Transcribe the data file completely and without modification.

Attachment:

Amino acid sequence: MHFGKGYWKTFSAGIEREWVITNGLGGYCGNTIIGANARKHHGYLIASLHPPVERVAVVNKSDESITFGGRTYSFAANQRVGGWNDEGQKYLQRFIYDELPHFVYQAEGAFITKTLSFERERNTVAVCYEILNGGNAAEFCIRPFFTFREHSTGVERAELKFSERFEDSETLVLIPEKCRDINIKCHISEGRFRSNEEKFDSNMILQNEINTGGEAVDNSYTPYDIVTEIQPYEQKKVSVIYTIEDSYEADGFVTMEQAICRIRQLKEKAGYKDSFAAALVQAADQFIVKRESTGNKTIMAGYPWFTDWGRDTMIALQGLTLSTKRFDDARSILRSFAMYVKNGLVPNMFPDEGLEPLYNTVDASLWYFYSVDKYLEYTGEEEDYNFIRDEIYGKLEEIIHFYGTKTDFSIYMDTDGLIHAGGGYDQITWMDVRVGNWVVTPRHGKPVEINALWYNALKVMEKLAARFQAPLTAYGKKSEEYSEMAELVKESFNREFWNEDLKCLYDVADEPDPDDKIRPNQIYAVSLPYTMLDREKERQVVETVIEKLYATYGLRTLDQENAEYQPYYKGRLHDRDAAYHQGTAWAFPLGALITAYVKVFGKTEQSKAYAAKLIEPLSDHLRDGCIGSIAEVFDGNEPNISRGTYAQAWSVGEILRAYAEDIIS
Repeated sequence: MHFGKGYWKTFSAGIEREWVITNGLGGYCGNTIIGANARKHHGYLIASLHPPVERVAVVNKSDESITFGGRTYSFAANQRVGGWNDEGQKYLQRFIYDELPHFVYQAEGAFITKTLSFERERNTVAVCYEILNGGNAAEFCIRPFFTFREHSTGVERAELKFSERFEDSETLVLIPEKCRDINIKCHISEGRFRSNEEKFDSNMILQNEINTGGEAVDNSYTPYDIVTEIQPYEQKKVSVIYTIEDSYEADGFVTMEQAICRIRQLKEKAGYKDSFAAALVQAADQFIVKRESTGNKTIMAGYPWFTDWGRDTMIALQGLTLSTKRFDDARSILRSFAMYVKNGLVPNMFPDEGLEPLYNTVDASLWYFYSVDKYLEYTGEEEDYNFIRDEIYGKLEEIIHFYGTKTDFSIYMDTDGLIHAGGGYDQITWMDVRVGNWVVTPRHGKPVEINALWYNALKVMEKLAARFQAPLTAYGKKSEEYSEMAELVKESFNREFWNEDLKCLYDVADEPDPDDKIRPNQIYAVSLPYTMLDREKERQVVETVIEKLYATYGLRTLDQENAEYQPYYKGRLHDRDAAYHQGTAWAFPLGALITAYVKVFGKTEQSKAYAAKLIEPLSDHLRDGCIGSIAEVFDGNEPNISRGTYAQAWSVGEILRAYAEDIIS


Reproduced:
Amino acid sequence: MHFGKGYWKTFSAGIEREWVITNGLGGYCGNTIIGANARKHHGYLIASLHPPVERVAVVNKSDESITFGGRTYSFAANQRVGGWNDEGQKYLQRFIYDELPHFVYQAEGAFITKTLSFERERNTVAVCYEILNGGNAAEFCIRPFFTFREHSTGVERAELKFSERFEDSETLVLIPEKCRDINIKCHISEGRFRSNEEKFDSNMILQNEINTGGEAVDNSYTPYDIVTEIQPYEQKKVSVIYTIEDSYEADGFVTMEQAICRIRQLKEKAGYKDSFAAALVQAADQFIVKRESTGNKTIMAGYPWFTDWGRDTMIALQGLTLSTKRFDDARSILRSFAMYVKNGLVPNMFPDEGLEPLYNTVDASLWYFYSVDKYLEYTGEEEDYNFIRDEIYGKLEEIIHFYGTKTDFSIYMDTDGLIHAGGGYDQITWMDVRVGNWVVTPRHGKPVEINALWYNALKVMEKLAARFQAPLTAYGKKSEEYSEMAELVKESFNREFWNEDLKCLYDVADEPDPDDKIRPNQIYAVSLPYTMLDREKERQVVETVIEKLYATYGLRTLDQENAEYQPYYKGRLHDRDAAYHQGTAWAFPLGALITAYVKVFGKTEQSKAYAAKLIEPLSDHLRDGCIGSIAEVFDGNEPNISRGTYAQAWSVGEILRAYAEDIIS
Repeated sequence: MHFGKGYWKTFSAGIEREWVITNGLGGYCGNTIIGANARKHHGYLIASLHPPVERVAVVNKSDESITFGGRTYSFAANQRVGGWNDEGQKYLQRFIYDELPHFVYQAEGAFITKTLSFERERNTVAVCYEILNGGNAAEFCIRPFFTFREHSTGVERAELKFSERFEDSETLVLIPEKCRDINIKCHISEGRFRSNEEKFDSNMILQNEINTGGEAVDNSYTPYDIVTEIQPYEQKKVSVIYTIEDSYEADGFVTMEQAICRIRQLKEKAGYKDSFAAALVQAADQFIVKRESTGNKTIMAGYPWFTDWGRDTMIALQGLTLSTKRFDDARSILRSFAMYVKNGLVPNMFPDEGLEPLYNTVDASLWYFYSVDKYLEYTGEEEDYNFIRDEIYGKLEEIIHFYGTKTDFSIYMDTDGLIHAGGGYDQITWMDVRVGNWVVTPRHGKPVEINALWYNALKVMEKLAARFQAPLTAYGKKSEEYSEMAELVKESFNREFWNEDLKCLYDVADEPDPDDKIRPNQIYAVSLPYTMLDREKERQVVETVIEKLYATYGLRTLDQENAEYQPYYKGRLHDRDAAYHQGTAWAFPLGALITAYVKVFGKTEQSKAYAAKLIEPLSDHLRDGCIGSIAEVFDGNEPNISRGTYAQAWSVGEILRAYAEDIIS